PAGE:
(Advisory: Story includes language that might offend some readers.)
By Ginger Gibson and Doina Chiacu
WASHINGTON (Reuters) - U.S. President Donald Trump believed the appointment of a special counsel to take over the federal probe of Russian interference into the 2016 election would spell the end of his presidency, according to the report by Special Counsel Robert Mueller.
When then-Attorney General Jeff Sessions informed Trump of Mueller’s appointment in May 2017, the report said, Trump slumped back in his chair and said: “Oh my God. This is terrible. This is the end of my presidency. I’m fucked.”
Trump then asked Sessions, whom he had berated for months for recusing himself from the Russia probe: “How could you let this happen, Jeff?” and told Sessions he had let him down.
Details of Mueller’s investigation were released on Thursday, showing Trump tried to impede the probe, raising questions of whether he committed the crime of obstruction of justice.
Sessions, who resigned in November, recalled that Trump said to him, “you were supposed to protect me,” the report said.
The Republican president had bristled at the investigation since taking office in January 2017, belittling Sessions and calling the probe a witch hunt and a hoax.
“Everyone tells me if you get one of these independent counsels it ruins your presidency,” Trump said, according to the report. “It takes years and years and I won’t be able to do anything. This is the worst thing that ever happened to me.”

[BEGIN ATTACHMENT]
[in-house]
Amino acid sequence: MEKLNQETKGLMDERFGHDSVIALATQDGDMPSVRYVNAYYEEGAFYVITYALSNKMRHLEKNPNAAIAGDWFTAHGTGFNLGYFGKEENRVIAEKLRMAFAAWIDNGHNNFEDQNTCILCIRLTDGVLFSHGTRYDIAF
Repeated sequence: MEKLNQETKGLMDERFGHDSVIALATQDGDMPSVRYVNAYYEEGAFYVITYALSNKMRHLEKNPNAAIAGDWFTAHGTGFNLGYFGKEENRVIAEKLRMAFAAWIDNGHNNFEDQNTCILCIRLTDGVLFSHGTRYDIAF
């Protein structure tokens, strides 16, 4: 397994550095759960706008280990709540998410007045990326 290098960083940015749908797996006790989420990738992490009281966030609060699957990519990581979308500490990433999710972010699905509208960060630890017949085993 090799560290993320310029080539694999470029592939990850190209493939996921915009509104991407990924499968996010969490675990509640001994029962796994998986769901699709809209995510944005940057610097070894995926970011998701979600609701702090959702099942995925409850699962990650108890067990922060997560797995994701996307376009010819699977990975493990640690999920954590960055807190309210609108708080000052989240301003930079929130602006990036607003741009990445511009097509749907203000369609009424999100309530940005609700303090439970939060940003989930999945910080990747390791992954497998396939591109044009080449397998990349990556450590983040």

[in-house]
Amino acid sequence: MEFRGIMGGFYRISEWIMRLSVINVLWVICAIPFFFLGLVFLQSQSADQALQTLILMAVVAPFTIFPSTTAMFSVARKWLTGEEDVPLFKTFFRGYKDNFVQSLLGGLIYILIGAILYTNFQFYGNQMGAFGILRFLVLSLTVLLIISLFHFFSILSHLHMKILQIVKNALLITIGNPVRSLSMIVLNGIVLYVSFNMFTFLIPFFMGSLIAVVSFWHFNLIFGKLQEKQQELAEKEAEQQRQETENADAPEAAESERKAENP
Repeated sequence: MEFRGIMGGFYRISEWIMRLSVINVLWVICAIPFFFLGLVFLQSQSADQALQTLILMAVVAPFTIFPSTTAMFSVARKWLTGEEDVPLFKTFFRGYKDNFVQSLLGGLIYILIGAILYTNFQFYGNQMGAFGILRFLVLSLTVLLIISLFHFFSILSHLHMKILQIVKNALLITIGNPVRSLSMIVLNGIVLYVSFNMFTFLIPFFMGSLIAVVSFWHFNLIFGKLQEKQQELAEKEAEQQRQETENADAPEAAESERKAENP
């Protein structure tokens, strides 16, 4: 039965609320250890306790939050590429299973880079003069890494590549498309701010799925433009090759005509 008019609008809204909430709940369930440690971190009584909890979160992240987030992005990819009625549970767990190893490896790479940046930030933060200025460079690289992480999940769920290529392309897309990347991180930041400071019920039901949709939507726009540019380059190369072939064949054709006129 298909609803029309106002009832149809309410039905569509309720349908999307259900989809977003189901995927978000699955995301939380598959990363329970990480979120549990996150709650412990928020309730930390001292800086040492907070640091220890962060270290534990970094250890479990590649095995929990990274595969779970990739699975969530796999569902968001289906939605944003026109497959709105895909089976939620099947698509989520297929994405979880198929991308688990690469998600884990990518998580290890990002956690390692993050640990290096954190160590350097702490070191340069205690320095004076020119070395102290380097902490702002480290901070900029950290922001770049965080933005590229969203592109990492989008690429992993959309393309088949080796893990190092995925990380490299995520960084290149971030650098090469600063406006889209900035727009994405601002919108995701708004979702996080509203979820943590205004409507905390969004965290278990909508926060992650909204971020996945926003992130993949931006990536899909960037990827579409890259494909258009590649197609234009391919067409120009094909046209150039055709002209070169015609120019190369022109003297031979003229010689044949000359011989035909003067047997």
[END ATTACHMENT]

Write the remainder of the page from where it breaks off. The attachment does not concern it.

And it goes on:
A month after the appointment, in June 2017, Trump tried to get rid of Mueller, according to the report. He called White House counsel Don McGahn at home twice and told him to call Acting Attorney General Rod Rosenstein and say Mueller should be removed because of conflicts of interest, the report said.
“You gotta do this. You gotta call Rod,” McGahn recalled Trump as saying.
“McGahn did not carry out the direction, however, deciding that he would resign rather than trigger what he regarded as a potential Saturday Night Massacre,” Mueller’s report said, referring to the Watergate-era firing of key law enforcement officials by President Richard Nixon.
Two days later, the report said, “the President made another attempt to affect the course of the Russia investigation.” He asked former campaign manager Corey Lewandowski to tell Sessions he should announce publicly that the investigation was “very unfair” to Trump, that Trump had done nothing wrong and that Mueller may “move forward with investigating election meddling for future elections.”
Reporting by Ginger Gibson, Doina Chiacu; editing by Bill Rigby